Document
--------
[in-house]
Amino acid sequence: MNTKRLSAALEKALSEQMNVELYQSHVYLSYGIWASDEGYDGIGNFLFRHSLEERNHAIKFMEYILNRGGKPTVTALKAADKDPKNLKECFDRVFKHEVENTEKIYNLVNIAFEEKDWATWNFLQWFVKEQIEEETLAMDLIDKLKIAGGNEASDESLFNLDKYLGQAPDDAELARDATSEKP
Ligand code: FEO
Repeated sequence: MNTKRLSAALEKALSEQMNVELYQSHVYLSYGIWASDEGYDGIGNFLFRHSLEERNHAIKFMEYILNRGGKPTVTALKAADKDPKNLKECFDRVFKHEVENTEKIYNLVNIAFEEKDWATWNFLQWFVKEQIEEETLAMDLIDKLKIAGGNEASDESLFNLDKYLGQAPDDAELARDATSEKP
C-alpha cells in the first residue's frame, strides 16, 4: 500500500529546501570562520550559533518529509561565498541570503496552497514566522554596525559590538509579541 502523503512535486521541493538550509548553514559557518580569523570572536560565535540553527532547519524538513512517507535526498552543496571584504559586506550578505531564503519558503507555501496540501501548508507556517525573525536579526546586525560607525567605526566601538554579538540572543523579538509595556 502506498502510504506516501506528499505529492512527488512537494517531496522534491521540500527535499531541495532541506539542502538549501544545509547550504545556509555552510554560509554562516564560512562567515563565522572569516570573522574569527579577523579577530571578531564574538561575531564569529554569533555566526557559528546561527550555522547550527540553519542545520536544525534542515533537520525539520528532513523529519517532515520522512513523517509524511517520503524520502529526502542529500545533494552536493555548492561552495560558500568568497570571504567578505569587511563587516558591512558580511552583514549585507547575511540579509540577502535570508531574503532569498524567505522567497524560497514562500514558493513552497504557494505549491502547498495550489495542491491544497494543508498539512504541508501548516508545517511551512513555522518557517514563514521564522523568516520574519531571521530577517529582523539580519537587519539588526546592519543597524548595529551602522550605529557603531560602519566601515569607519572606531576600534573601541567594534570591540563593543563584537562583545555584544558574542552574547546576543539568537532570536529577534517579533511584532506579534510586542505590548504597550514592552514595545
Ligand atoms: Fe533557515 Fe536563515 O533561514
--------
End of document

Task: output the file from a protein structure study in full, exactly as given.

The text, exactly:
[in-house]
Amino acid sequence: MNTKRLSAALEKALSEQMNVELYQSHVYLSYGIWASDEGYDGIGNFLFRHSLEERNHAIKFMEYILNRGGKPTVTALKAADKDPKNLKECFDRVFKHEVENTEKIYNLVNIAFEEKDWATWNFLQWFVKEQIEEETLAMDLIDKLKIAGGNEASDESLFNLDKYLGQAPDDAELARDATSEKP
Ligand code: FEO
Repeated sequence: MNTKRLSAALEKALSEQMNVELYQSHVYLSYGIWASDEGYDGIGNFLFRHSLEERNHAIKFMEYILNRGGKPTVTALKAADKDPKNLKECFDRVFKHEVENTEKIYNLVNIAFEEKDWATWNFLQWFVKEQIEEETLAMDLIDKLKIAGGNEASDESLFNLDKYLGQAPDDAELARDATSEKP
C-alpha cells in the first residue's frame, strides 16, 4: 500500500529546501570562520550559533518529509561565498541570503496552497514566522554596525559590538509579541 502523503512535486521541493538550509548553514559557518580569523570572536560565535540553527532547519524538513512517507535526498552543496571584504559586506550578505531564503519558503507555501496540501501548508507556517525573525536579526546586525560607525567605526566601538554579538540572543523579538509595556 502506498502510504506516501506528499505529492512527488512537494517531496522534491521540500527535499531541495532541506539542502538549501544545509547550504545556509555552510554560509554562516564560512562567515563565522572569516570573522574569527579577523579577530571578531564574538561575531564569529554569533555566526557559528546561527550555522547550527540553519542545520536544525534542515533537520525539520528532513523529519517532515520522512513523517509524511517520503524520502529526502542529500545533494552536493555548492561552495560558500568568497570571504567578505569587511563587516558591512558580511552583514549585507547575511540579509540577502535570508531574503532569498524567505522567497524560497514562500514558493513552497504557494505549491502547498495550489495542491491544497494543508498539512504541508501548516508545517511551512513555522518557517514563514521564522523568516520574519531571521530577517529582523539580519537587519539588526546592519543597524548595529551602522550605529557603531560602519566601515569607519572606531576600534573601541567594534570591540563593543563584537562583545555584544558574542552574547546576543539568537532570536529577534517579533511584532506579534510586542505590548504597550514592552514595545
Ligand atoms: Fe533557515 Fe536563515 O533561514